Mitochondrial replicon cluster
Springer Online Journal Archives 1860-2000
Summary We investigated the manner of mitochondrial DNA (mtDNA) replication and distribution during the culture ofPhysarum polycephalum amoebae cells by microphotometry, anti-BrdU immunofluorescence microscopy, and quantitative hybridization analysis. In amoebae cells ofP. polycephalum, the number of mitochondria per cell and the shape of both mitochondria and mitochondrial nuclei (mt-nuclei) noticeably changed over the culture period. At the time of transfer, about 27 short ellipsoidal shaped mitochondria, which each contained a small amount of DNA, were observed in each cell. The number of mitochondria per cell decreased gradually, while the amount of mtDNA in an mt-nucleus and the length of mt-nuclei increased gradually. Midway through the middle logarithmic growth phase, the number of mitochondria per cell reached a minimum (about 10 mitochondria per cell), but most mtnuclei assumed an elongated shape and contained a large amount of mtDNA. During the late log- and stationary-growth phase, the number of mitochondria per cell increased gradually, while the amount of DNA in an mt-nucleus and mt-nuclei length decreased gradually. Upon completion of the stationary phase, the number and condition of mitochondria within cells returned to that first observed at the time of transfer. The total amount of mtDNA in a cell increased about 1.6-fold the first day, decreased immediately, then maintained a constant level ranging from 130 to 160 T. Except for the fact that mtDNA synthesis began earlier than synthesis of cell nuclei, the rate of increase in mtDNA paralleled that of cell-nuclear DNA throughout the culture. These results indicate that mtDNA is continuously replicated in pace with cell proliferation and the rate of mitochondrial division varies during culture; this mitochondrial division does not synchronize with either mtDNA replication or cell division. Furthermore, we observed the spatial distribution of DNA replication sites along mt-nuclei. Replication began at several sites scattered along an mt-nucleus, and the number of replication sites increased as the length of mt-nuclei increased. These results indicate that mtDNA replication progresses in adjacent replicons, which are collectively termed a mitochondrial replicon cluster.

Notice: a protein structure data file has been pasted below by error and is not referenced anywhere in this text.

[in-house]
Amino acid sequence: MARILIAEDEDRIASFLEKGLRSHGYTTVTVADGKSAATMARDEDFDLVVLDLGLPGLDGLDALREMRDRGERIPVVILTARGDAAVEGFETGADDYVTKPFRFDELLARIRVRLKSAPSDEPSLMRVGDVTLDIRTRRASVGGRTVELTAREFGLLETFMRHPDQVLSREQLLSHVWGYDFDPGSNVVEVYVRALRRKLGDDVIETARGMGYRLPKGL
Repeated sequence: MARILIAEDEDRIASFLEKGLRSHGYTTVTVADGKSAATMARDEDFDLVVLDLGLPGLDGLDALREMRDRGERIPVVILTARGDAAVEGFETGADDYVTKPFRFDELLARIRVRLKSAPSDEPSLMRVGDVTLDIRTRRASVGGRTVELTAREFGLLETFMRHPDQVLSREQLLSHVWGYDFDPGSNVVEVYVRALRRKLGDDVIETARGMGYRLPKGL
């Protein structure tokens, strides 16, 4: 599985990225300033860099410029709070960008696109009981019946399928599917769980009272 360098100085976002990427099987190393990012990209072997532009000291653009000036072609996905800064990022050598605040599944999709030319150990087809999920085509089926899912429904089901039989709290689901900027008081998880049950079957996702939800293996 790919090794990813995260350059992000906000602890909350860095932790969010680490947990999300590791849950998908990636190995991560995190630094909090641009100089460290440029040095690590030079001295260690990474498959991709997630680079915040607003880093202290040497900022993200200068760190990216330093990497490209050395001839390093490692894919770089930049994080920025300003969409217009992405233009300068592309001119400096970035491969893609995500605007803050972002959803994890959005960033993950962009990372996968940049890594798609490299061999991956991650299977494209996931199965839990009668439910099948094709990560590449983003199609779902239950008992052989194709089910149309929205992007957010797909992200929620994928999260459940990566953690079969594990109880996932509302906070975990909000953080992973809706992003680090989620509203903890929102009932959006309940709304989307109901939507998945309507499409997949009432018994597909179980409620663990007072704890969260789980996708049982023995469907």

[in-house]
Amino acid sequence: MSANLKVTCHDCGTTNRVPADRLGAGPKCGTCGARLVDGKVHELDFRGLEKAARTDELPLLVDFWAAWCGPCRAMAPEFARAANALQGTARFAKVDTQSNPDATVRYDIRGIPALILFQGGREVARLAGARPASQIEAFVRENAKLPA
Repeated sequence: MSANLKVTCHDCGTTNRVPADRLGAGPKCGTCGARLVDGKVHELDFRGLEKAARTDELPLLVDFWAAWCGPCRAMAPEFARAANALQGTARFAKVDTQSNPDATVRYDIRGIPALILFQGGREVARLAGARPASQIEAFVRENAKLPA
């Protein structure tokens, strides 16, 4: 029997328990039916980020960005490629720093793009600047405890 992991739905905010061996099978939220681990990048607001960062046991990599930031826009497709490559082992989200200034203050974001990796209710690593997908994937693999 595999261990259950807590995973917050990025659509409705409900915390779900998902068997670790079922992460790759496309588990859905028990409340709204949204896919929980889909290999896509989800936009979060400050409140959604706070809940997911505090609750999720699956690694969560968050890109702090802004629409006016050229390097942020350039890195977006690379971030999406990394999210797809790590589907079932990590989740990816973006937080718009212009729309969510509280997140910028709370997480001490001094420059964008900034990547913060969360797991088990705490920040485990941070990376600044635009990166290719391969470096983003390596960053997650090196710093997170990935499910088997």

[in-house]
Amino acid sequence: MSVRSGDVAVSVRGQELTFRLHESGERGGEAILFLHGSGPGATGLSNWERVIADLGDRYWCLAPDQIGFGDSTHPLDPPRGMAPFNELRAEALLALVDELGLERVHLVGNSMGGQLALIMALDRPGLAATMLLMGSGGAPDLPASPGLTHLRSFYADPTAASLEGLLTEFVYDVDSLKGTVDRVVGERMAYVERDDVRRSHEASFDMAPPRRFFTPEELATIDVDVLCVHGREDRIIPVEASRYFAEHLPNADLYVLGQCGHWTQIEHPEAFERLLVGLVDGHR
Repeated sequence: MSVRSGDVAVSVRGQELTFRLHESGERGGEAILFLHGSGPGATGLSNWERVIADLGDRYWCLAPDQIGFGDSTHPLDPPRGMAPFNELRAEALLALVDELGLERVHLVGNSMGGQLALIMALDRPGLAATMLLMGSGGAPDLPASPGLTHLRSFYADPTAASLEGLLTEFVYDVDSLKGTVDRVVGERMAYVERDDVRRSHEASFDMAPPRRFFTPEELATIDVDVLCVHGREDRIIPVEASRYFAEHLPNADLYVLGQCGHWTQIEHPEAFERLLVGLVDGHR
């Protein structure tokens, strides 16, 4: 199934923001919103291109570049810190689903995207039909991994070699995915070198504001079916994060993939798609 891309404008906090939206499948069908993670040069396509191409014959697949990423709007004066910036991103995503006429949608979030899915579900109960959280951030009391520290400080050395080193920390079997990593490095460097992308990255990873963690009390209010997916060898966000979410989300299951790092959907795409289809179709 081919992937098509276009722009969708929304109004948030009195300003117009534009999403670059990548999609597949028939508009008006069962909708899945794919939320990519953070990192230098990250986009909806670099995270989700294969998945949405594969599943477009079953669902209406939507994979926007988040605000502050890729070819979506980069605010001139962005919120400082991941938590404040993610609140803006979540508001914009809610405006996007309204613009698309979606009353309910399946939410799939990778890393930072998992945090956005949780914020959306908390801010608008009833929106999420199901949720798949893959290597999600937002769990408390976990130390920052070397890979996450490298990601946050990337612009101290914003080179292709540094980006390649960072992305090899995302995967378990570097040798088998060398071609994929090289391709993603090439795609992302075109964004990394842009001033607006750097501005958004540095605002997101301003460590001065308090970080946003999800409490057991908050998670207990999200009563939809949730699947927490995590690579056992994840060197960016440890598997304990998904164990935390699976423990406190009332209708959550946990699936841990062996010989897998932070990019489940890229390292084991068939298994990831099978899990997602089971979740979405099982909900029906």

Type of Medium: